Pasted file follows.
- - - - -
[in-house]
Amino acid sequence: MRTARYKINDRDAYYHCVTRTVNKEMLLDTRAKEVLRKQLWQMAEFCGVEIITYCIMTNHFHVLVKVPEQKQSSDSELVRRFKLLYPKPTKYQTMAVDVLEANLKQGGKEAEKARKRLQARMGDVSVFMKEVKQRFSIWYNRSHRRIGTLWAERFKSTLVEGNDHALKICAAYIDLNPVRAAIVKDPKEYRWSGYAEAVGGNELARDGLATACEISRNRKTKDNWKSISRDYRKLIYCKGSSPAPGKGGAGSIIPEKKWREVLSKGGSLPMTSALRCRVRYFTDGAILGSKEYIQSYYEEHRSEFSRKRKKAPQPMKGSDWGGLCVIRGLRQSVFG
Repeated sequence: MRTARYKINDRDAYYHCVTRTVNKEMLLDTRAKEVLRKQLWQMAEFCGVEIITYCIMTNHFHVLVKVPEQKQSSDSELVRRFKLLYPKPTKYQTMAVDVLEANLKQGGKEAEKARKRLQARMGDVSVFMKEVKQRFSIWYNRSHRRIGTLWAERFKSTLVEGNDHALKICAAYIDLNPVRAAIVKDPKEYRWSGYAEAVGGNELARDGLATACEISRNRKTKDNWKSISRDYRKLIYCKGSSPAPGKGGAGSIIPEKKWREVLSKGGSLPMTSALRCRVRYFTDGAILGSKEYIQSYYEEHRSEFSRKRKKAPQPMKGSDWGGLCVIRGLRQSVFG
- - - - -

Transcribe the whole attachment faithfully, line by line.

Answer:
[in-house]
Amino acid sequence: MRTARYKINDRDAYYHCVTRTVNKEMLLDTRAKEVLRKQLWQMAEFCGVEIITYCIMTNHFHVLVKVPEQKQSSDSELVRRFKLLYPKPTKYQTMAVDVLEANLKQGGKEAEKARKRLQARMGDVSVFMKEVKQRFSIWYNRSHRRIGTLWAERFKSTLVEGNDHALKICAAYIDLNPVRAAIVKDPKEYRWSGYAEAVGGNELARDGLATACEISRNRKTKDNWKSISRDYRKLIYCKGSSPAPGKGGAGSIIPEKKWREVLSKGGSLPMTSALRCRVRYFTDGAILGSKEYIQSYYEEHRSEFSRKRKKAPQPMKGSDWGGLCVIRGLRQSVFG
Repeated sequence: MRTARYKINDRDAYYHCVTRTVNKEMLLDTRAKEVLRKQLWQMAEFCGVEIITYCIMTNHFHVLVKVPEQKQSSDSELVRRFKLLYPKPTKYQTMAVDVLEANLKQGGKEAEKARKRLQARMGDVSVFMKEVKQRFSIWYNRSHRRIGTLWAERFKSTLVEGNDHALKICAAYIDLNPVRAAIVKDPKEYRWSGYAEAVGGNELARDGLATACEISRNRKTKDNWKSISRDYRKLIYCKGSSPAPGKGGAGSIIPEKKWREVLSKGGSLPMTSALRCRVRYFTDGAILGSKEYIQSYYEEHRSEFSRKRKKAPQPMKGSDWGGLCVIRGLRQSVFG